Howard C. Kunreuther is professor of decision sciences and business and public policy at the Wharton School, and co-director of the Wharton Risk Management and Decision Processes Center.
He has a long-standing interest in ways that society can better manage low-probability, high-consequence events related to technological and natural hazards.
Kunreuther is a fellow of the American Association for the Advancement of Science and a distinguished fellow of the Society for Risk Analysis, receiving the Society’s Distinguished Achievement Award in 2001. He recently served on the National Academy of Science / National Research Council’s panel on Increasing National Resilience to Hazards and Disasters, and on the New York City Panel on Climate Change as part of the Special Initiative for Rebuilding and Resiliency report released by the New York City Mayor’s Office in June 2013.
The federal National Flood Insurance Program (NFIP) underwrites the overwhelming majority of residential flood insurance policies in the U.S. As of April 2018, more than 5 million NFIP policies were in force nationwide (4.8 million residential), representing slightly more than $1.28 trillion in coverage ($1.17 trillion residential). For decades, the NFIP has been homeowners’ only […]
From product scandals to data breaches to natural disasters, companies are dealing with constant risk. But how they prepare for those risks can make the difference between riding the roughest wave — or drowning in it. The field of risk management, once an afterthought for many companies, is getting renewed attention with a new book […]
What are the biggest risks that individuals, businesses and governments face in the year ahead, and beyond? According to the 2018 Global Risks Report, published by the World Economic Forum, the environment, cyber security and geopolitics are the areas drawing the most concern. The World Economic Forum — which just held its annual meeting in Davos, […]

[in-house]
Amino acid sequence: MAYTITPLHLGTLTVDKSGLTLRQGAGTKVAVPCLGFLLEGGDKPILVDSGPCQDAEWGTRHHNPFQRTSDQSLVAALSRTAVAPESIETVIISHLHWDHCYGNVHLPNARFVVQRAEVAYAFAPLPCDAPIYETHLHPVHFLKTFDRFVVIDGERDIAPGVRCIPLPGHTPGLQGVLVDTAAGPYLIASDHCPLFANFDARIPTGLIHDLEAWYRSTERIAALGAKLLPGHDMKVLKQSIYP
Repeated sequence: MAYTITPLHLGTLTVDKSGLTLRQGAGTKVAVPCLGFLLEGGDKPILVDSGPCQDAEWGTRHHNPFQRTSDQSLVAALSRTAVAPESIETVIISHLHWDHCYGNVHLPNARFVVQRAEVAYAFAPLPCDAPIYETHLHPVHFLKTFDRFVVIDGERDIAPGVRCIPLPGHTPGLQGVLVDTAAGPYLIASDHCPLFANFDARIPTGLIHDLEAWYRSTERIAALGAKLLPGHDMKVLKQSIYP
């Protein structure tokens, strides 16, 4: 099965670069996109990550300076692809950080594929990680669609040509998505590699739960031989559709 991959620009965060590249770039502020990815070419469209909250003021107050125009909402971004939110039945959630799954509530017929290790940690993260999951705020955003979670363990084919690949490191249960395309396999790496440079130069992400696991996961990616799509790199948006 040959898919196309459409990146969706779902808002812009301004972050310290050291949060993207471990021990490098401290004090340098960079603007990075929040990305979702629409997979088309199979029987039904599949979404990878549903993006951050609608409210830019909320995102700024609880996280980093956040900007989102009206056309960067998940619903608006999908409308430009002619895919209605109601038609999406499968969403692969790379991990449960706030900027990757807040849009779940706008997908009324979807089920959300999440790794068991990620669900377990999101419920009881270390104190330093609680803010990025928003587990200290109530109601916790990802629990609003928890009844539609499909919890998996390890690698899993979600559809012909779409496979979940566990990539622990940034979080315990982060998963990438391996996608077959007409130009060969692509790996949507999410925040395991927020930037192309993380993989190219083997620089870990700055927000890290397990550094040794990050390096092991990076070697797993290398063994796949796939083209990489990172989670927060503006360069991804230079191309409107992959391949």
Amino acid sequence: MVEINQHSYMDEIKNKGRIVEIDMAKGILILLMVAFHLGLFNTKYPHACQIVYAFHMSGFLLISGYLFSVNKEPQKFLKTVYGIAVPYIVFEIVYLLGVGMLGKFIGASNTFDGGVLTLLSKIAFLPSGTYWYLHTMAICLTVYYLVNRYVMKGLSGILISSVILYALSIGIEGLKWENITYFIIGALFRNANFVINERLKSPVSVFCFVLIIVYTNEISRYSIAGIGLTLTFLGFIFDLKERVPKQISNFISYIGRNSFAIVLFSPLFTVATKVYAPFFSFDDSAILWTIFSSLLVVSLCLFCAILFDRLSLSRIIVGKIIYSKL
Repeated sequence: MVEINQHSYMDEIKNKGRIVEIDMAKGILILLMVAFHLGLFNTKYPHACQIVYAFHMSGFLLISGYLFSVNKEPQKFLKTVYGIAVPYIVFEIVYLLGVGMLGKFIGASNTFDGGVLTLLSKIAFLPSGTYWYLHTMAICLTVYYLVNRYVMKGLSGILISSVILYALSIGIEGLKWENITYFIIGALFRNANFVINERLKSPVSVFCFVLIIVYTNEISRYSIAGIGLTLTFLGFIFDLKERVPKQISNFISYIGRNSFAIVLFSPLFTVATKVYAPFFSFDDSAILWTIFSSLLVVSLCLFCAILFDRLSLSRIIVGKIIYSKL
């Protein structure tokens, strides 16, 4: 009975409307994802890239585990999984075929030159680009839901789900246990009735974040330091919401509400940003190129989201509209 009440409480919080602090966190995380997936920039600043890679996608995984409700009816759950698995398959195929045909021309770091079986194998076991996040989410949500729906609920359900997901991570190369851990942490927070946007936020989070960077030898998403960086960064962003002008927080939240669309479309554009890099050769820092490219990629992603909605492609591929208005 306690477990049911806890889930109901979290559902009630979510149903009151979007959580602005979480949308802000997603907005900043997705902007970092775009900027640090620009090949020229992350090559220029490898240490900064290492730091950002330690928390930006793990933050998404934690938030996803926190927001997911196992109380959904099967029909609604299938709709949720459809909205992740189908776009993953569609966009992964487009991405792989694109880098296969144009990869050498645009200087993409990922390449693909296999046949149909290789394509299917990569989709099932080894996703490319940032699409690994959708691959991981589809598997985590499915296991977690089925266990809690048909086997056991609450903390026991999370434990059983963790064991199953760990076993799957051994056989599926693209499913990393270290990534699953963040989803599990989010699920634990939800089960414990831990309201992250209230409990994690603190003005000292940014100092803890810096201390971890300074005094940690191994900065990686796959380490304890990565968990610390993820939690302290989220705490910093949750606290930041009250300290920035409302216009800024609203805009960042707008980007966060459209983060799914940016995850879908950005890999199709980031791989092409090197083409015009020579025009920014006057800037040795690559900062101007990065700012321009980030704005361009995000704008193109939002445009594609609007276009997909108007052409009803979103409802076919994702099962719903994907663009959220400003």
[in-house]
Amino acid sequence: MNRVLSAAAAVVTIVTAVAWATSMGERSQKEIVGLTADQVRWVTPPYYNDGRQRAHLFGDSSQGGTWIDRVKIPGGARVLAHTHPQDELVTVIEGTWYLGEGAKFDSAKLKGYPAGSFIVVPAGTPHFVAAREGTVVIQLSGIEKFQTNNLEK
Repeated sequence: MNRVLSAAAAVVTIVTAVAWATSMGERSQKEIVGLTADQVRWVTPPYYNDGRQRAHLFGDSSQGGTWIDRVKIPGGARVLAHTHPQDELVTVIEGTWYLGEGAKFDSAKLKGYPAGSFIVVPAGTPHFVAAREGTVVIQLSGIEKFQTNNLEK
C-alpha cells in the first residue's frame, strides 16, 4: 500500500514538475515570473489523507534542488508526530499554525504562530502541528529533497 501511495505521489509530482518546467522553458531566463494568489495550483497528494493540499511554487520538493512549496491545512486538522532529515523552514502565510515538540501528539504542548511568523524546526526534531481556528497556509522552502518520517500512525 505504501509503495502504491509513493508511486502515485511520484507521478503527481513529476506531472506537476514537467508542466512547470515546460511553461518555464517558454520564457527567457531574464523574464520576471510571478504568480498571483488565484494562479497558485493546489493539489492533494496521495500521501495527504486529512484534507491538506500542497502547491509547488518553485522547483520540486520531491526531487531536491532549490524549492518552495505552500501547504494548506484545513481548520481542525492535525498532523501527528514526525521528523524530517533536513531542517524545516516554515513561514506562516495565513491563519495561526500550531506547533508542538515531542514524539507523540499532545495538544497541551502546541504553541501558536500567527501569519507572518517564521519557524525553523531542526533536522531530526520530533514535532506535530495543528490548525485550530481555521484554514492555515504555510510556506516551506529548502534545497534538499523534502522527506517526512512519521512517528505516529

As Congress looks at restructuring two national insurance plans — the American Health Care Act of 2017 and the National Flood Insurance Program — legislators must address the issue of fairness. That is the view of Wharton professors Howard Kunreuther and Mark Pauly, who co-wrote the book, “Insurance and Behavioral Economics: Improving Decisions in the Most […]
Ostriches are often characterized as hapless birds that bury their heads in the sand whenever danger approaches. In fact, they are highly astute escape artists. They use their great speed to overcome their inability to fly. Much in the same way that ostriches are limited in their defensive actions because they cannot fly, we need […]
When dawn broke on the morning of Sept. 8, 1900, the people of Galveston, Texas, had no inkling of the disaster that was about to befall them. The thickening clouds and rising surf hinted that a storm was on the way, but few were worried. The local Weather Bureau office, for its part, gave no […]
Our study on Charleston County, SC, assesses the cost impacts of flood insurance if premiums were increased to risk‐based prices. We then consider a program that addresses affordability concerns coupled with cost‐effective risk reduction measures. We follow these two principles for flood insurance: Flood insurance premiums should be priced to accurately reflect risk. Premiums reflecting risk inform […]
As we celebrate the Wharton Risk Center’s 30th anniversary, we are at the same time envisioning the future of risk management. In this spirit, I would like to make the case that the insurance industry return to its 19th century roots by requiring those at risk to undertake cost-effective loss-reduction measures as a condition for […]
In December 2005, just three months after Katrina savaged the Gulf Coast, we edited On Risk and Disaster, a book on the key lessons that the storm so painfully taught. The book was very different from most of the post-mortems that focused on the country’s lack of preparedness for the storm’s onslaught. It focused sharply […]
The number of presidential disaster declarations in the U.S. has dramatically increased over the past 50 years. Figure 1 depicts the total number of presidential disaster declarations and those that were triggered by flooding events (inland flood and storm surge from hurricanes). This pattern highlights the need to encourage those at risk to invest in […]